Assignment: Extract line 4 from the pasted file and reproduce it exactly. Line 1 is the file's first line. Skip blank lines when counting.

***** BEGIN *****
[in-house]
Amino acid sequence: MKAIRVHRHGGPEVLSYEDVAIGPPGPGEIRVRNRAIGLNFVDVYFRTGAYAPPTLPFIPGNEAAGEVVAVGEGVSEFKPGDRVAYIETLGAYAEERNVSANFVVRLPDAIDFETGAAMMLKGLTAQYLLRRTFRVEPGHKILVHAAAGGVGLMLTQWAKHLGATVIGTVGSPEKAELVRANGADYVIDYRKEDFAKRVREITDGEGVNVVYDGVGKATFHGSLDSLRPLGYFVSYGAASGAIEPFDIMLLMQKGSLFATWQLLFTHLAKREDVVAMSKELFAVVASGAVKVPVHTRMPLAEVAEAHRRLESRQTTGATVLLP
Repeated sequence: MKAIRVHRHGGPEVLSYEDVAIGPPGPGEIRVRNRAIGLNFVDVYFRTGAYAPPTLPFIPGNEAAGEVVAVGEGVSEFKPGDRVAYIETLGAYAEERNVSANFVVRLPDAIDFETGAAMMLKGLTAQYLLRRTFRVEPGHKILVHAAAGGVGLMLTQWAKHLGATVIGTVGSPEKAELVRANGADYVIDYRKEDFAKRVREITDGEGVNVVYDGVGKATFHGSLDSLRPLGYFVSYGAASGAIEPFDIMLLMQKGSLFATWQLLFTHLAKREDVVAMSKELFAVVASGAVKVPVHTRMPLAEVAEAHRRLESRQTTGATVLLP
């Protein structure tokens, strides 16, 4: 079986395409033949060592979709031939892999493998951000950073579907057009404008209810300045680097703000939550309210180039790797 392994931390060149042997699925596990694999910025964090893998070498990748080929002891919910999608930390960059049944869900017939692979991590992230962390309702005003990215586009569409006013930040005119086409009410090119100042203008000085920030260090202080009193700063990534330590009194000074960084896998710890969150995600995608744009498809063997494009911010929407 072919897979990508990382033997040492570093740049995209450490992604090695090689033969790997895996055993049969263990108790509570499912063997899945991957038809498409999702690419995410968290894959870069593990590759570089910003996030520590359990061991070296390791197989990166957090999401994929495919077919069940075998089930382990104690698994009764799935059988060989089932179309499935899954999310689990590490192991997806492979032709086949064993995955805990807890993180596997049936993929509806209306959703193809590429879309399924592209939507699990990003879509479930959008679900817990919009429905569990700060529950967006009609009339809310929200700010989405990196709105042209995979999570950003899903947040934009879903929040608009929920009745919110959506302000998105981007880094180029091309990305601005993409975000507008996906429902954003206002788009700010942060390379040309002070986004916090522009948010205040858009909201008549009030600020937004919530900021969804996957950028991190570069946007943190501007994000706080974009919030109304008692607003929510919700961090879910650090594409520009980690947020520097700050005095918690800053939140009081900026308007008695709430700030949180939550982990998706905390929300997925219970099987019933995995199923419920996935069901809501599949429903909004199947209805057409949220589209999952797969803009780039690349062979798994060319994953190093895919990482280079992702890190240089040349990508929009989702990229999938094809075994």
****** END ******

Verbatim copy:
């Protein structure tokens, strides 16, 4: 079986395409033949060592979709031939892999493998951000950073579907057009404008209810300045680097703000939550309210180039790797 392994931390060149042997699925596990694999910025964090893998070498990748080929002891919910999608930390960059049944869900017939692979991590992230962390309702005003990215586009569409006013930040005119086409009410090119100042203008000085920030260090202080009193700063990534330590009194000074960084896998710890969150995600995608744009498809063997494009911010929407 072919897979990508990382033997040492570093740049995209450490992604090695090689033969790997895996055993049969263990108790509570499912063997899945991957038809498409999702690419995410968290894959870069593990590759570089910003996030520590359990061991070296390791197989990166957090999401994929495919077919069940075998089930382990104690698994009764799935059988060989089932179309499935899954999310689990590490192991997806492979032709086949064993995955805990807890993180596997049936993929509806209306959703193809590429879309399924592209939507699990990003879509479930959008679900817990919009429905569990700060529950967006009609009339809310929200700010989405990196709105042209995979999570950003899903947040934009879903929040608009929920009745919110959506302000998105981007880094180029091309990305601005993409975000507008996906429902954003206002788009700010942060390379040309002070986004916090522009948010205040858009909201008549009030600020937004919530900021969804996957950028991190570069946007943190501007994000706080974009919030109304008692607003929510919700961090879910650090594409520009980690947020520097700050005095918690800053939140009081900026308007008695709430700030949180939550982990998706905390929300997925219970099987019933995995199923419920996935069901809501599949429903909004199947209805057409949220589209999952797969803009780039690349062979798994060319994953190093895919990482280079992702890190240089040349990508929009989702990229999938094809075994």